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Nielsen started work on the concerto while on a skiing trip with his sculptress wife Anne Marie in Norway. The composer had been ordered to rest by doctors following ongoing heart problems, but still managed to break two ribs on the slopes. Eventually Anne Marie continued on to Carrara in Italy to resume work on her latest project while Nielsen travelled to the summerhouse in Humlebæk, about 40km north of Copenhagen, which belonged to his friend and former pupil Carl Johan Michaelsen. From there, Nielsen wrote to another former pupil Nancy Dalberg (who had previously help him on the score for Aladdin): ‘I actually have no idea how it will sound’ the composer said of the new concerto; ‘Maybe it won’t sound good, but I will not compose music if I always have to compose in the same manner.’
Sure enough, the Clarinet Concerto ruffled feathers. On 14 September 1928, Oxenvad and a group of 22 musicians gave a private run-through of the piece in the drawing room of the summerhouse. Nielsen’s son-in-law Emil Telmányi conducted, describing the piece as ‘music from another planet.’ Critics in Copenhagen were cool when the piece was presented there on 11 October. Some days later, after its Swedish première in Stockholm, the critic Olag Petersen- Berger described the piece as ‘absolutely the worst thing that this slightly too obviously experimental and provocatively sidestepping Dane has yet put together.’
Nielsen would have been delighted. He later claimed the poor reviews proved ‘that one is not quite sacrosanct yet, that one is still alive and has hope and possibilities for development.’ In his determination to reveal everything about both Oxenvad and the clarinet—an instrument he described as ‘at once warm hearted, and completely hysterical, gentle as balm and screaming as a streetcar on poorly lubricated rails’—Nielsen had delivered what would soon be recognised as the most important clarinet concerto of the 20th century. Where previous scores by the composer had been invested with a sure sense of continuity, this one appeared both elusive and episodic—intentionally so. Its hints at atonality (the jettisoning of traditional harmonic process) would have sounded with a sharp modernist edge in 1928; the concerto as a whole can still sound raw, harsh and intense today.
But for all that, the concerto was built along Classical structural principles even though its ‘movements’ lead into one another with no break. The work begins when the orchestra states a simple theme as a sort of fugal nursery rhyme into which the soloist duly enters before taking on some of the wild and troll-like characteristics Nielsen claimed he saw in it. After teasing and irritating the orchestra, the clarinet encounters a wily snare drum (the composer specified it should be a small, bright drum). This instrument, rather troll-like itself, provokes and eggs-on whenever it can. Its principal target is the soloist—specifically, whenever the clarinet appears to drift into reflective or melancholy mood.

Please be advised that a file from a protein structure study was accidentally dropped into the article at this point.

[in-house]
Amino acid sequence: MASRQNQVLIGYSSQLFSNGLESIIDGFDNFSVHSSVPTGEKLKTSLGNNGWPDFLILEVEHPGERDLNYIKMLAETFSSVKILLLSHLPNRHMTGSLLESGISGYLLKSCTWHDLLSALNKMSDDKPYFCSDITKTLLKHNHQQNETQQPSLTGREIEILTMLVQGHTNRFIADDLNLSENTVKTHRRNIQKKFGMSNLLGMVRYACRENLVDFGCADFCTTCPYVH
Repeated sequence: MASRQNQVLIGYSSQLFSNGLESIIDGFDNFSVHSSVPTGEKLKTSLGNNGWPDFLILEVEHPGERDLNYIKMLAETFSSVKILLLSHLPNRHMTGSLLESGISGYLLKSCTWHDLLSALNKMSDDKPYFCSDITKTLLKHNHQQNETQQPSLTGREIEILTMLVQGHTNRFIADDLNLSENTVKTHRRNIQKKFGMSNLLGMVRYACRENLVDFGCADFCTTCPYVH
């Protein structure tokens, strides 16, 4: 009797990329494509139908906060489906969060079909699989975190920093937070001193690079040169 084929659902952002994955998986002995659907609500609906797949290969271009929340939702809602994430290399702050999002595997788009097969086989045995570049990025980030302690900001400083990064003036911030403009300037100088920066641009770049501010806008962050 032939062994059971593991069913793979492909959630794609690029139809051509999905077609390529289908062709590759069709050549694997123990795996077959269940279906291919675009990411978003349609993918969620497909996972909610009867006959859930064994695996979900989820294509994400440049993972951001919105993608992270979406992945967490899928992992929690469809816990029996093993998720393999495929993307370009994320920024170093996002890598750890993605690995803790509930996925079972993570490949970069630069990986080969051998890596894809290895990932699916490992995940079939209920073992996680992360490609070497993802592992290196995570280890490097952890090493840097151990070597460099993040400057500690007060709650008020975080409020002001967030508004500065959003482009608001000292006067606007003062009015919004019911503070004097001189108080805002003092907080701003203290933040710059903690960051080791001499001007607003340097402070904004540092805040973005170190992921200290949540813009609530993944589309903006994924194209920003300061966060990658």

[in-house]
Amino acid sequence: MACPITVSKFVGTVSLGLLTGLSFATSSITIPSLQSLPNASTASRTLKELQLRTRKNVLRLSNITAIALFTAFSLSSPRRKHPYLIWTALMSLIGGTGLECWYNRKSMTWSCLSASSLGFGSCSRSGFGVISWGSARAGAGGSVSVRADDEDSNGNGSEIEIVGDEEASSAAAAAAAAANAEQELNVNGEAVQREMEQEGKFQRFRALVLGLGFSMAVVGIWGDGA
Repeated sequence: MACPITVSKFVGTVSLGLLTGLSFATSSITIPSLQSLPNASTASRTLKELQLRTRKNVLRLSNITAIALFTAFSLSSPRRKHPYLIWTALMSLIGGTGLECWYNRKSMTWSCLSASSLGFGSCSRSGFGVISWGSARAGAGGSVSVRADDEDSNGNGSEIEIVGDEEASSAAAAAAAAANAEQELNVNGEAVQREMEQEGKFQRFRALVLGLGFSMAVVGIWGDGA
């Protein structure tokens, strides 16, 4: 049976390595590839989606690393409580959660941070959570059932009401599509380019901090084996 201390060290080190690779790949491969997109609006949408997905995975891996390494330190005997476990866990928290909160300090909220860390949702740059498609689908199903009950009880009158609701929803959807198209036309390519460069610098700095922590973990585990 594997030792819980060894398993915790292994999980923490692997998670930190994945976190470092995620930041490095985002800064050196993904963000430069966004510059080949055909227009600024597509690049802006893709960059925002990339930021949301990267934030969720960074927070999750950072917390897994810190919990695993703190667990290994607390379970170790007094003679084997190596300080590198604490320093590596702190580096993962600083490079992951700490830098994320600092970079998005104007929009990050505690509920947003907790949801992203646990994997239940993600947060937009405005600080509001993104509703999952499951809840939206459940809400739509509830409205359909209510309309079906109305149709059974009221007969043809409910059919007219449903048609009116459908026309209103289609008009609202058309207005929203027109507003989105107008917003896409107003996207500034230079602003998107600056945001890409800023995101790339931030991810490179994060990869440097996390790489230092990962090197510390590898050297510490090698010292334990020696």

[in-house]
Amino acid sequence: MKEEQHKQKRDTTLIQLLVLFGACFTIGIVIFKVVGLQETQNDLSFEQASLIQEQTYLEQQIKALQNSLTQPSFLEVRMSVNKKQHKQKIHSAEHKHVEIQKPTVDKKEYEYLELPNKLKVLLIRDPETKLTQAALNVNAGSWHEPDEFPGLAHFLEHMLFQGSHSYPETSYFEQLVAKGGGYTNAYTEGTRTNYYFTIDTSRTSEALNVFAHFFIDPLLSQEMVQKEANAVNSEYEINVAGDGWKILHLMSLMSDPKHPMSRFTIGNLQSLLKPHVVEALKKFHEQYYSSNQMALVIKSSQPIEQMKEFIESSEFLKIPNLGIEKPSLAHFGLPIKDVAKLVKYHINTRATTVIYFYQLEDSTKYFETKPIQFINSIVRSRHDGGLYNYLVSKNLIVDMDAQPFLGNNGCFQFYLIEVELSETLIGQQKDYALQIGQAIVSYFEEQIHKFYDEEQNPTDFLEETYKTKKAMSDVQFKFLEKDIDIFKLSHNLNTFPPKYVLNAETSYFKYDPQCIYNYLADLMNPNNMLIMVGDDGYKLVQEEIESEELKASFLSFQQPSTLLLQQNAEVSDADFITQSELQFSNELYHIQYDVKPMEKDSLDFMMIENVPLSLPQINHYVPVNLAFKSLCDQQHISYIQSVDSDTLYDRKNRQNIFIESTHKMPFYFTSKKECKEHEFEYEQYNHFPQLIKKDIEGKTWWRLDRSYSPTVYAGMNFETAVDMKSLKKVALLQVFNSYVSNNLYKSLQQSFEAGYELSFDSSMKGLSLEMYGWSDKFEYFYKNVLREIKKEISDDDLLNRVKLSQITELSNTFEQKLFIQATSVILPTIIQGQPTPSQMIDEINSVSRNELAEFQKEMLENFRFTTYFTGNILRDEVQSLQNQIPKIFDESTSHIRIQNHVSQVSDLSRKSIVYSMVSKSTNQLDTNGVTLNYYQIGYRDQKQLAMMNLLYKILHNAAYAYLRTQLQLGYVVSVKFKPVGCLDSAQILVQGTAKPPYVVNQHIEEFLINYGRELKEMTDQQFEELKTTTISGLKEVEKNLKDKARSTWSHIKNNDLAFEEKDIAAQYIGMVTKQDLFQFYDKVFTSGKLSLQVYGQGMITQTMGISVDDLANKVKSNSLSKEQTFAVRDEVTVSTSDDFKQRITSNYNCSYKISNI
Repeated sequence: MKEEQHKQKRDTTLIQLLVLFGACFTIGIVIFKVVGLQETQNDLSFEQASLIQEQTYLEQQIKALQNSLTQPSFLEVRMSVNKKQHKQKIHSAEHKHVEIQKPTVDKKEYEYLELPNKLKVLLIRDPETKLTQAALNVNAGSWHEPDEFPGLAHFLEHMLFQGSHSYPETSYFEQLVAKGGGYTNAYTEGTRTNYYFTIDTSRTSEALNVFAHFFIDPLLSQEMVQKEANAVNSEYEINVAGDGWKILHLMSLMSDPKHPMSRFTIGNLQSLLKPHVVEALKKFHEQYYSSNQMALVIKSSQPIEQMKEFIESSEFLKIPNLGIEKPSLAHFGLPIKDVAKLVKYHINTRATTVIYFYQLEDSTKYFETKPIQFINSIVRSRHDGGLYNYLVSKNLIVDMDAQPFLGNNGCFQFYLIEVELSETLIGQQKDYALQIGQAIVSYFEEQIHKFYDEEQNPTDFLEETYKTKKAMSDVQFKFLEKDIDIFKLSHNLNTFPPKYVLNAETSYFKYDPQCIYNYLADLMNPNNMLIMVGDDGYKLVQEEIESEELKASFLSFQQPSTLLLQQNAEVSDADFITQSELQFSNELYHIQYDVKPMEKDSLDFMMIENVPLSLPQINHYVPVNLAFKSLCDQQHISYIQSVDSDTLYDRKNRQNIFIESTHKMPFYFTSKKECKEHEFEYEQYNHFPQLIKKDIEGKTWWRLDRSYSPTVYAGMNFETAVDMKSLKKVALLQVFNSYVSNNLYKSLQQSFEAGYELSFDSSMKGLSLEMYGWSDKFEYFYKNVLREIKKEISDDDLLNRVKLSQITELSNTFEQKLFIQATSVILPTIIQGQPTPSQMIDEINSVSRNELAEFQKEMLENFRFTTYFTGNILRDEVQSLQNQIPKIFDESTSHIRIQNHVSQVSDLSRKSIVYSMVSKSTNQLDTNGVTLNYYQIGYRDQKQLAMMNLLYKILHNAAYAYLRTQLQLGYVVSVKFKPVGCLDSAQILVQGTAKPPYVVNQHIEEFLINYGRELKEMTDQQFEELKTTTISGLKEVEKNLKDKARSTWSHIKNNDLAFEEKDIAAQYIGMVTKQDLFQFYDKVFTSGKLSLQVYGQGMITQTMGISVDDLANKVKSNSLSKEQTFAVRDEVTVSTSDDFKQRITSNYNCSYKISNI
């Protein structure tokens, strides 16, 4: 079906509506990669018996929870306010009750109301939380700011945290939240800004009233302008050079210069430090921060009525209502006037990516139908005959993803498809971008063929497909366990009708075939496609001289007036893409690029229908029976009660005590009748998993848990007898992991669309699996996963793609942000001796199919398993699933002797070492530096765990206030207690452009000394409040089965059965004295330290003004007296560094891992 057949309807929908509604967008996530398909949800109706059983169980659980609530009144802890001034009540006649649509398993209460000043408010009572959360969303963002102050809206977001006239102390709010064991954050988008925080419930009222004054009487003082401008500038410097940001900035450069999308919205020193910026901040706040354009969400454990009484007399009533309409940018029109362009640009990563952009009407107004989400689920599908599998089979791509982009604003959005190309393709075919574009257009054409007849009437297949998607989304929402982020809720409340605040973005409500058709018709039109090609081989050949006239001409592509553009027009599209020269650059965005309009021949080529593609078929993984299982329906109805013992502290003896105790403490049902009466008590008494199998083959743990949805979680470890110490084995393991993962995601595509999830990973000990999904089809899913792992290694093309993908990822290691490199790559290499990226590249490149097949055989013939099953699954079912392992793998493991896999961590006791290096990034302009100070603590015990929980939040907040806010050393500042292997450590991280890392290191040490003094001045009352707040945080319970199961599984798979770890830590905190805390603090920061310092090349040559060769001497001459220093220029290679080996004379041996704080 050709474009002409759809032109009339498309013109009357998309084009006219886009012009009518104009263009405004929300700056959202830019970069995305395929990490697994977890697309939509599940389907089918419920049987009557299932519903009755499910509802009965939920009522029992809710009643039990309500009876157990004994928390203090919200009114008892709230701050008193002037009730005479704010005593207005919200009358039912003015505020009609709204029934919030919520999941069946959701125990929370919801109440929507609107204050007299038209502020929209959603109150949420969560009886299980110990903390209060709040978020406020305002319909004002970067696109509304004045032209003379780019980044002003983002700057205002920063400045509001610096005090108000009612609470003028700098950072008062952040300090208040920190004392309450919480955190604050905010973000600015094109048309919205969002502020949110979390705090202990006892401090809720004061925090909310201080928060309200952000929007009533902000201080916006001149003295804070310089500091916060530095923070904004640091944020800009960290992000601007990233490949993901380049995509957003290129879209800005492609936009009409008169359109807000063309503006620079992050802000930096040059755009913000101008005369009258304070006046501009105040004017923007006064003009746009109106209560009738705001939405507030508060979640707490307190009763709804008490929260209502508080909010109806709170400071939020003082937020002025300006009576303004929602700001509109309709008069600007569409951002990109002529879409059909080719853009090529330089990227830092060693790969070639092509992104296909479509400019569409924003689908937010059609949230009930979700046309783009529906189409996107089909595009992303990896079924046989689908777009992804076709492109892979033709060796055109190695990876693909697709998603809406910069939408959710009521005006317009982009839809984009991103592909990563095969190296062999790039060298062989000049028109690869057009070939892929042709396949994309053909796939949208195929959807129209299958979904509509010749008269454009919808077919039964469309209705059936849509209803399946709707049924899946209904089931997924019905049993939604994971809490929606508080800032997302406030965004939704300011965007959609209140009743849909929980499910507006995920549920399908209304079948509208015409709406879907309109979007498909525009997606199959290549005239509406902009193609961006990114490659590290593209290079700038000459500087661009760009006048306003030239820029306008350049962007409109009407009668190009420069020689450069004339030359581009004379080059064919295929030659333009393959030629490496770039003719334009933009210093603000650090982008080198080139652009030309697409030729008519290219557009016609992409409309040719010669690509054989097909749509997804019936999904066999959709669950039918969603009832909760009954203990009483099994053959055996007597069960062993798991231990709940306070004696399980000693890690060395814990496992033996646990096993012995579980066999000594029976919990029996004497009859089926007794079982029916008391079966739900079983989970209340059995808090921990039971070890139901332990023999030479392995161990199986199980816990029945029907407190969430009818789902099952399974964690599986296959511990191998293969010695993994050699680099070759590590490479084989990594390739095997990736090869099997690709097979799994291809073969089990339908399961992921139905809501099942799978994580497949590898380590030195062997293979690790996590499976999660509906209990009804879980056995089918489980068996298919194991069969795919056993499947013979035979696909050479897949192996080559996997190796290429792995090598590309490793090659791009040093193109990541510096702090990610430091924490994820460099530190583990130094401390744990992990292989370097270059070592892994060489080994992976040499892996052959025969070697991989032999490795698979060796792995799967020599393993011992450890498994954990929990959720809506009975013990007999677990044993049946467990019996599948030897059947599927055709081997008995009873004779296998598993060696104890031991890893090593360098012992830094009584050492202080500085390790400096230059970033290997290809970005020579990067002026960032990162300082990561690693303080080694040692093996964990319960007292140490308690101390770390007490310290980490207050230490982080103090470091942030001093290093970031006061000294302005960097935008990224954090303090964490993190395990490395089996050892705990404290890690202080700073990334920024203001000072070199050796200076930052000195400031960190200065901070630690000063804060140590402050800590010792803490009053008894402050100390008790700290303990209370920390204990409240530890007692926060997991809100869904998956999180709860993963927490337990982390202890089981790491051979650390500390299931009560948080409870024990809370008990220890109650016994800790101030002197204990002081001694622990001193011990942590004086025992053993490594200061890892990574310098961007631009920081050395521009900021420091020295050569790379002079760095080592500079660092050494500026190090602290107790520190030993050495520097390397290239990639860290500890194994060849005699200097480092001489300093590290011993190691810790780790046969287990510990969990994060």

Some way into the first movement the clarinet indulges in its own choleric cadenza, which appears to provoke the orchestra into the hurtling passages that precede the Poco adagio section. This opens with a yearning horn solo whose strange gait stems from the fact that it is written in two keys: the horn in C major and the two accompanying bassoons in E major. The horn soon makes way for the soloist, who continues in the same vein and attempts to exert the same calming influence on the entire movement, despite yelping strings and the everdestabilising snare drum. When the energy levels have been sufficiently raised, the clarinet has no choice but to enter the fray.
A short cadenza then leads to the Allegro finale, in which the horn again introduces the movement’s initial theme over lolling strings. The clarinet arrives on a version of that horn theme, and continues in songful vein until the orchestra (encouraged by the snare drum) gets hooked on a flowing idea, high strings suddenly sounding a manic alarm. That leads into the soloist’s third cadenza and then the Adagio section in which, as always, the clarinet is shaken from its pensive repose by the snare drum.
From here it’s a bumpy ride—plenty of song-like passages interrupted by the clarinet japes (often in the form of flowery, virtuoso flourishes) or by the trolling snare drum—until the clarinet hesitantly circles around an F and eventually comes to rest on it, surrounded by a halo of strings playing on shimmering harmonics. It’s unlike Nielsen to end on the same key (and, indeed, note) that he began on; could the composer, ever more aware of his heart condition and speaking of ‘changing attitudes’ since his skiing trip to Norway (complete with accident), have caught a glimpse of his own mortality?
from notes by Andrew Mellor © 2016
|Nielsen & Mozart: Clarinet Concertos|
Julian Bliss performs the Clarinet Concertos of Mozart and Nielsen—often thought of as the two greatest such works in the repertoire, twin examples of what can be achieved by composers who have been truly inspired to write for the clarinet, using ...» More
|Nielsen: Flute & Clarinet Concertos|
The Philharmonia Orchestra and Paavo Järvi perform two of Nielsen's characteristically fiery concertos, orchestral principals Samuel Coles (flute) and Mark van de Wiel (clarinet) stepping up as the intrepid soloists.» More